Puzzle Bobble

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"Bust-a-Move" redirects here. For other uses, see Bust a Move (disambiguation).
Puzzle Bobble
Box art for the Japanese Neo Geo CD release
Developer(s) Taito Corporation
Publisher(s) Taito Corporation
Designer(s) Seiichi Nakakuki
Composer(s) Kazuko Umino
Platform(s) Arcade, Neo Geo, 3DO Interactive Multiplayer, Neo Geo CD, Game Gear, SNES
Release date(s) Arcade
  • JP June, 1994
Neo Geo
  • JP December, 1994
Genre(s) Puzzle
Mode(s) Up to 2 players simultaneously
Cabinet Upright
Arcade system Neo Geo
Display Raster, standard resolution

Puzzle Bobble (Japanese: パズルボブル Hepburn: Pazuru Boburu?), also known as Bust-a-Move in North America, is a 1994 tile-matching arcade puzzle video game for one or two players created by Taito Corporation. It is based on Taito's popular 1986 arcade game Bubble Bobble, featuring characters and themes from that game. Its characteristically cute Japanese animation and music, along with its play mechanics and level designs, made it successful as an arcade title and spawned several sequels and ports to home gaming systems.


Two different versions of the original game were released. Puzzle Bobble was originally released in Japan only in June 1994 by Taito Corporation, running on Taito's B System hardware (with the preliminary title "Bubble Buster"). Then, 6 months later in December, the international Neo Geo version of Puzzle Bobble was released. It was almost identical aside from being in stereo and having some different sound effects and translated text.

When set to the US region, the Neo Geo version displays the alternative title "Bust a Move" and features anti-drugs and anti-littering messages in the title sequence. The Bust-a-Move title was used for all subsequent games in the series in the United States and Canada, as well as for some (non-Taito published) console releases in Europe.


At the start of each round, the rectangular playing arena contains a prearranged pattern of coloured "bubbles". (These are actually referred to in the translation as "balls"; however, they were clearly intended to be bubbles, since they pop, and are taken from Bubble Bobble.) At the bottom of the screen, the player controls a device called a "pointer", which aims and fires bubbles up the screen. The colour of bubbles fired is randomly generated and chosen from the colors of bubbles still left on the screen.

The fired bubbles travel in straight lines (possibly bouncing off the side walls of the arena), stopping when they touch other bubbles or reach the top of the arena. If a bubble touches identically-colored bubbles, forming a group of three or more, those bubbles—as well as any bubbles hanging from them—are removed from the field of play, and points are awarded.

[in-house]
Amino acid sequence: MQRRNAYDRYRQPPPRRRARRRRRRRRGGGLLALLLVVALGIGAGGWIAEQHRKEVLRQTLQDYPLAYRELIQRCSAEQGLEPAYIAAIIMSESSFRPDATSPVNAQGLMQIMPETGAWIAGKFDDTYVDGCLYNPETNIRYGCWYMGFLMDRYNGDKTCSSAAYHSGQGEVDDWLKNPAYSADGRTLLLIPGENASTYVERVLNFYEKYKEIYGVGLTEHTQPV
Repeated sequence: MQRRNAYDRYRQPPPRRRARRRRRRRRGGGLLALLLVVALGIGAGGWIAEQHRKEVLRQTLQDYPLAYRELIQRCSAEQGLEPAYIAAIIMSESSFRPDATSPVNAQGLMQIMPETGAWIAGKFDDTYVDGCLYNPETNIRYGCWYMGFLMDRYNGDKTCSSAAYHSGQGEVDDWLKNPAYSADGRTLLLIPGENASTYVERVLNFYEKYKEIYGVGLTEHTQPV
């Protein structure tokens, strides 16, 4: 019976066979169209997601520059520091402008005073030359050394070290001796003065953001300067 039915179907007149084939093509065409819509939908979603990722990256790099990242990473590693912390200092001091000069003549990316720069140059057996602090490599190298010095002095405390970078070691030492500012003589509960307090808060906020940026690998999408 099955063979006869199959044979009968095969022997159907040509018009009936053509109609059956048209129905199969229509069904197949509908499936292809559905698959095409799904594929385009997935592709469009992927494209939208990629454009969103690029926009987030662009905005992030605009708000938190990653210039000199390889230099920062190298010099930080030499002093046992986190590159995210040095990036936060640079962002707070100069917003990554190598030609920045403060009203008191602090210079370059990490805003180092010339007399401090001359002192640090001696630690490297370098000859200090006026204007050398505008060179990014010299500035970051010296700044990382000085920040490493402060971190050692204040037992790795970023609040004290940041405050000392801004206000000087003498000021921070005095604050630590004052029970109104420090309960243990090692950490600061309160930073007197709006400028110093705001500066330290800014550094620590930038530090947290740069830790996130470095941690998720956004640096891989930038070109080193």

After every few shots, the "ceiling" of the playing arena drops downwards slightly, along with all the bubbles stuck to it. The number of shots between each drop of the ceiling is influenced by the number of bubble colors remaining. The closer the bubbles get to the bottom of the screen, the faster the music plays and if they cross the line at the bottom then the game is over.

The objective of the game is to clear all the bubbles from the arena without any bubble crossing the bottom line. Bubbles will fire automatically if the player remains idle. After clearing the arena, the next round begins with a new pattern of bubbles to clear.

Scoring system[edit]

As with many popular arcade games, experienced players (who can complete the game relatively easily) become much more interested in the secondary challenge of obtaining a high score (which involves a lot more skill and strategy). Puzzle Bobble caters to this interest very well, featuring an exponential scoring system which allows extremely high scores to be achieved.

"Popped" bubbles (that is, bubbles of the same color which disappear) are worth 10 points each. However, dropped bubbles (that is, bubbles that were hanging from popped bubbles), are worth far more: one dropped bubble scores 20 points; two score 40; three score 80. This figure continues doubling for each bubble dropped, up to 17 or more bubbles which scores 1,310,720 points. It is possible to achieve this maximum on most rounds (sometimes twice or more), resulting in a potential total score of 30 million and beyond.

Bonus points are also awarded for completing a round quickly. The maximum 50,000-point bonus is awarded for clearing a round in 5 seconds or less; this bonus then drops down to zero over the next minute, after which no bonus is awarded.

Two player mode[edit]

There are no rounds in the two player game. Both players have an arena each (both visible on screen) and an identical arrangement of colored bubbles in each arena. When a player removes a large group (four bubbles or more) some of those removed are transferred to the opponent's arena, usually delaying their efforts to remove all the bubbles from their individual arena. In some versions, the two player game can also be played by one player against a computer opponent.